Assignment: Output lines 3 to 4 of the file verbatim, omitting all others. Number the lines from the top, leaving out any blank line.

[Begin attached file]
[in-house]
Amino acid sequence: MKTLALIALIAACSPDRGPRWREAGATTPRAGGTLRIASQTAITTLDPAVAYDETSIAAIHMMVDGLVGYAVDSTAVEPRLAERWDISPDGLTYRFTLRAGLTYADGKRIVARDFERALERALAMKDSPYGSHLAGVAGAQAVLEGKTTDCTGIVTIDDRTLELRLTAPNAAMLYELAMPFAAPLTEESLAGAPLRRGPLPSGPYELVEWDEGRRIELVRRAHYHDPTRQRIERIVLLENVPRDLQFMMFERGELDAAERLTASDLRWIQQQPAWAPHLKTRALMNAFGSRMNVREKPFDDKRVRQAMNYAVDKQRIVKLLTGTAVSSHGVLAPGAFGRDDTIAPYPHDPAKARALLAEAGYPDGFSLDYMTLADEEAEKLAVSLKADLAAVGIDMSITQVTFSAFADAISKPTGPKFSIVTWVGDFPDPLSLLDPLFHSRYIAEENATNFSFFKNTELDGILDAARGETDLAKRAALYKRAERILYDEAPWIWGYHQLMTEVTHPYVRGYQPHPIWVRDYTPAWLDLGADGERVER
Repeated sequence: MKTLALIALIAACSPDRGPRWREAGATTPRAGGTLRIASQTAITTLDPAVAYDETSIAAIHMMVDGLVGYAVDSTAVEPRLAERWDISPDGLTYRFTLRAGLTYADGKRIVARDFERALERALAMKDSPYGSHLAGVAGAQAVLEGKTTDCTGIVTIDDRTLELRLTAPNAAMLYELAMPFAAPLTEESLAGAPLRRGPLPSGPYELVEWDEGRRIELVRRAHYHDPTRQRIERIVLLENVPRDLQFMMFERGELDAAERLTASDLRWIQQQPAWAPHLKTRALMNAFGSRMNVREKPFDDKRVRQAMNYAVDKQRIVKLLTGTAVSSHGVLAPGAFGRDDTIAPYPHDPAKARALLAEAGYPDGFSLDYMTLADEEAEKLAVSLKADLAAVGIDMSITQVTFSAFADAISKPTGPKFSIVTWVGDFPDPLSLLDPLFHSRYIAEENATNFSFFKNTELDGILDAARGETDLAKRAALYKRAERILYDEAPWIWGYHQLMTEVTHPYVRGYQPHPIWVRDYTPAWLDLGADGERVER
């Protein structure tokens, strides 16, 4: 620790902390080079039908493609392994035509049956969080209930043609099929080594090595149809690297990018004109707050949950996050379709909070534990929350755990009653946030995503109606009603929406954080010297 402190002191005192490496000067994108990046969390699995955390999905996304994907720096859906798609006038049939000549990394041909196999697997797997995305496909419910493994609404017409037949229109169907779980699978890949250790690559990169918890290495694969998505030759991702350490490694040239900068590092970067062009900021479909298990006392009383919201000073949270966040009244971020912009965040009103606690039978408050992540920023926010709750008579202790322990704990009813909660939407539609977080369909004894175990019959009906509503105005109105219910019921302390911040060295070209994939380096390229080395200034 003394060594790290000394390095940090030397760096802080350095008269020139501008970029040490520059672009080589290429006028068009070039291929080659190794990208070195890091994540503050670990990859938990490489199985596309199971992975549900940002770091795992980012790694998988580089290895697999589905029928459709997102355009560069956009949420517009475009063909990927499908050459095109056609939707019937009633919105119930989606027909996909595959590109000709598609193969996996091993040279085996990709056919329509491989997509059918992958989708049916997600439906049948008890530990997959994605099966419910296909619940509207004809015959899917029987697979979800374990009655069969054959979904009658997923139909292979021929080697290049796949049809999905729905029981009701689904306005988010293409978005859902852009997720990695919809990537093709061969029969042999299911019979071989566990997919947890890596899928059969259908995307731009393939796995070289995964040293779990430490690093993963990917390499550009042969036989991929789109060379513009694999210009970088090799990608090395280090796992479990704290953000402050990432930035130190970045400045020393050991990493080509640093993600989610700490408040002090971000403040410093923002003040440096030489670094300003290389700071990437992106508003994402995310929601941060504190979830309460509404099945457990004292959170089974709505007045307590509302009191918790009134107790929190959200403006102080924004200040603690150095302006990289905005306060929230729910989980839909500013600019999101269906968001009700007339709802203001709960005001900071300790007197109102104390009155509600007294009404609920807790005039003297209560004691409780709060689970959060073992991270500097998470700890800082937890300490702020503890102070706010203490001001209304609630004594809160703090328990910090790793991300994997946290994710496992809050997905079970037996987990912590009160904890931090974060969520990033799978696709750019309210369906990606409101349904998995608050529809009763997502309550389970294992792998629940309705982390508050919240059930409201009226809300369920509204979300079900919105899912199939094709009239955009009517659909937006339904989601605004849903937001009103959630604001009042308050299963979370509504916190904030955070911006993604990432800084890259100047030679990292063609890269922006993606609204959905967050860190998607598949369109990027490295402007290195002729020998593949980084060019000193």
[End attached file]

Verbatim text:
Repeated sequence: MKTLALIALIAACSPDRGPRWREAGATTPRAGGTLRIASQTAITTLDPAVAYDETSIAAIHMMVDGLVGYAVDSTAVEPRLAERWDISPDGLTYRFTLRAGLTYADGKRIVARDFERALERALAMKDSPYGSHLAGVAGAQAVLEGKTTDCTGIVTIDDRTLELRLTAPNAAMLYELAMPFAAPLTEESLAGAPLRRGPLPSGPYELVEWDEGRRIELVRRAHYHDPTRQRIERIVLLENVPRDLQFMMFERGELDAAERLTASDLRWIQQQPAWAPHLKTRALMNAFGSRMNVREKPFDDKRVRQAMNYAVDKQRIVKLLTGTAVSSHGVLAPGAFGRDDTIAPYPHDPAKARALLAEAGYPDGFSLDYMTLADEEAEKLAVSLKADLAAVGIDMSITQVTFSAFADAISKPTGPKFSIVTWVGDFPDPLSLLDPLFHSRYIAEENATNFSFFKNTELDGILDAARGETDLAKRAALYKRAERILYDEAPWIWGYHQLMTEVTHPYVRGYQPHPIWVRDYTPAWLDLGADGERVER
């Protein structure tokens, strides 16, 4: 620790902390080079039908493609392994035509049956969080209930043609099929080594090595149809690297990018004109707050949950996050379709909070534990929350755990009653946030995503109606009603929406954080010297 402190002191005192490496000067994108990046969390699995955390999905996304994907720096859906798609006038049939000549990394041909196999697997797997995305496909419910493994609404017409037949229109169907779980699978890949250790690559990169918890290495694969998505030759991702350490490694040239900068590092970067062009900021479909298990006392009383919201000073949270966040009244971020912009965040009103606690039978408050992540920023926010709750008579202790322990704990009813909660939407539609977080369909004894175990019959009906509503105005109105219910019921302390911040060295070209994939380096390229080395200034 003394060594790290000394390095940090030397760096802080350095008269020139501008970029040490520059672009080589290429006028068009070039291929080659190794990208070195890091994540503050670990990859938990490489199985596309199971992975549900940002770091795992980012790694998988580089290895697999589905029928459709997102355009560069956009949420517009475009063909990927499908050459095109056609939707019937009633919105119930989606027909996909595959590109000709598609193969996996091993040279085996990709056919329509491989997509059918992958989708049916997600439906049948008890530990997959994605099966419910296909619940509207004809015959899917029987697979979800374990009655069969054959979904009658997923139909292979021929080697290049796949049809999905729905029981009701689904306005988010293409978005859902852009997720990695919809990537093709061969029969042999299911019979071989566990997919947890890596899928059969259908995307731009393939796995070289995964040293779990430490690093993963990917390499550009042969036989991929789109060379513009694999210009970088090799990608090395280090796992479990704290953000402050990432930035130190970045400045020393050991990493080509640093993600989610700490408040002090971000403040410093923002003040440096030489670094300003290389700071990437992106508003994402995310929601941060504190979830309460509404099945457990004292959170089974709505007045307590509302009191918790009134107790929190959200403006102080924004200040603690150095302006990289905005306060929230729910989980839909500013600019999101269906968001009700007339709802203001709960005001900071300790007197109102104390009155509600007294009404609920807790005039003297209560004691409780709060689970959060073992991270500097998470700890800082937890300490702020503890102070706010203490001001209304609630004594809160703090328990910090790793991300994997946290994710496992809050997905079970037996987990912590009160904890931090974060969520990033799978696709750019309210369906990606409101349904998995608050529809009763997502309550389970294992792998629940309705982390508050919240059930409201009226809300369920509204979300079900919105899912199939094709009239955009009517659909937006339904989601605004849903937001009103959630604001009042308050299963979370509504916190904030955070911006993604990432800084890259100047030679990292063609890269922006993606609204959905967050860190998607598949369109990027490295402007290195002729020998593949980084060019000193």